skip to content

Department of Chemical Engineering and Biotechnology


UFOs by  Tom Turmezei

This is a colourised confocal microscopy image of neuroblastoma cell labelled with a fluorescent dye called DiD. The dye molecules are taken up  directly and activated by the cell membrane. Balls of fluorescence  beneath the membrane surface may be new endocytic vesicles formed by  live cells within the dye incubation period (20 min). These types of  dye are useful because they avoid the need for bulky fluorescent  antibody labelling and hold promise for imaging the co-localisation of  molecules and membrane structures with super-resolution imaging. This  is particularly relevant to my work on the aggregation and propagation  of tau protein in the brains of dementia sufferers, with passage of  tau into cells via endosomes suspected to be essential to the disease  process. By Dr Tom Turmezei, Wellcome Trust PhD Clinical Fellow, Laser  Analytics Group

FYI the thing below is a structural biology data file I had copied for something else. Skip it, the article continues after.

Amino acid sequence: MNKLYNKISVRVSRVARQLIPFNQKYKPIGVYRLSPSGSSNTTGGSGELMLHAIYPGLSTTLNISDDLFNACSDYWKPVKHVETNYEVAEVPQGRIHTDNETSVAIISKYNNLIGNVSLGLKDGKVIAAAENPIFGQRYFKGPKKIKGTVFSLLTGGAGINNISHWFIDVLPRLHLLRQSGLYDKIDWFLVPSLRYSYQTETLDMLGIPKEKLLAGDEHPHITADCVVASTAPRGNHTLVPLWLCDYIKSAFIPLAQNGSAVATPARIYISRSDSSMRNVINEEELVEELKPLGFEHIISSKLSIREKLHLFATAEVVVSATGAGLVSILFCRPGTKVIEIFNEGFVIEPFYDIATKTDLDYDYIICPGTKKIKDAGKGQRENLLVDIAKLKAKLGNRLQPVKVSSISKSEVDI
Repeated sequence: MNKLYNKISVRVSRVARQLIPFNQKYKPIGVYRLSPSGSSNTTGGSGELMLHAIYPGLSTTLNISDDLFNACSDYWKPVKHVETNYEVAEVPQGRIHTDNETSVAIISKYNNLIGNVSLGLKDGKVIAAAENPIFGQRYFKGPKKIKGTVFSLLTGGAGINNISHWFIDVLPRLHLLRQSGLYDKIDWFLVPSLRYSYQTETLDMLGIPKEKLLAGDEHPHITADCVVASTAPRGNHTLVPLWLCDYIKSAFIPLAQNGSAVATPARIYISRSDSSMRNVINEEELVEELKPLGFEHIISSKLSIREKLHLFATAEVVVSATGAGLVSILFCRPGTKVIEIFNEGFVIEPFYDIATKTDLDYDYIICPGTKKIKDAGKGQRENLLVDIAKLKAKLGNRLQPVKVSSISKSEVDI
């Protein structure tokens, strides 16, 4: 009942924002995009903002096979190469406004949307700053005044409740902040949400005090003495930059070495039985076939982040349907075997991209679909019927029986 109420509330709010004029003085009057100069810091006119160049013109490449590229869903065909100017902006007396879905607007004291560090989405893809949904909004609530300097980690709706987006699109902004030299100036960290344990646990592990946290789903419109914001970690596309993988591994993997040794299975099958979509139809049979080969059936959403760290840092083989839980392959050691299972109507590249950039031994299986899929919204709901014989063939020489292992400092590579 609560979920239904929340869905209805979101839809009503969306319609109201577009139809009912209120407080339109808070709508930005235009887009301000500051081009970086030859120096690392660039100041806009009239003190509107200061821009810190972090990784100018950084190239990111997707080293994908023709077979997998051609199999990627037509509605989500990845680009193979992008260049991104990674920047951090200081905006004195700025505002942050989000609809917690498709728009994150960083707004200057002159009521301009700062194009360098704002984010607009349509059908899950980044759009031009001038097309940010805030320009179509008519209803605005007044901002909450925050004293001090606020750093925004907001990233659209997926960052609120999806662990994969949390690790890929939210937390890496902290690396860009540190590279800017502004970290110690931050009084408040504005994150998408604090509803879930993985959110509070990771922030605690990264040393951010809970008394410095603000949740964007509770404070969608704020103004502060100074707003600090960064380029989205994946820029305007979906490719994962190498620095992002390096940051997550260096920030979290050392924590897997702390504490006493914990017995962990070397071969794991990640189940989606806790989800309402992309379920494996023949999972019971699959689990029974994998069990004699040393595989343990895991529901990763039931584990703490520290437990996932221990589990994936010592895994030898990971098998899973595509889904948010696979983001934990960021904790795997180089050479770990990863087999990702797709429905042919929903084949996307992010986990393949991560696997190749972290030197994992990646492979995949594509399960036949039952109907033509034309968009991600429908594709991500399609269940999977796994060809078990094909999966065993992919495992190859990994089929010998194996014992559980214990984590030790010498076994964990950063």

Latest news

Powering Apollo 11: the fuel cell that took us to the moon

18 July 2019

As we celebrate the 50th anniversary of the moon landings, find out about the little known invention that made the voyage possible.

Africans in STEM conference: opportunities and challenges

15 July 2019

The first Africans in STEM symposium held on 28 June 2019 in our department was aimed at celebrating African voices and ideas in STEM.

Annual conference highlights diverse impact of department research

4 July 2019

Our department Research Conference took place from 25-26 June, bringing together researchers from across the department, wider university, external institutions and industry.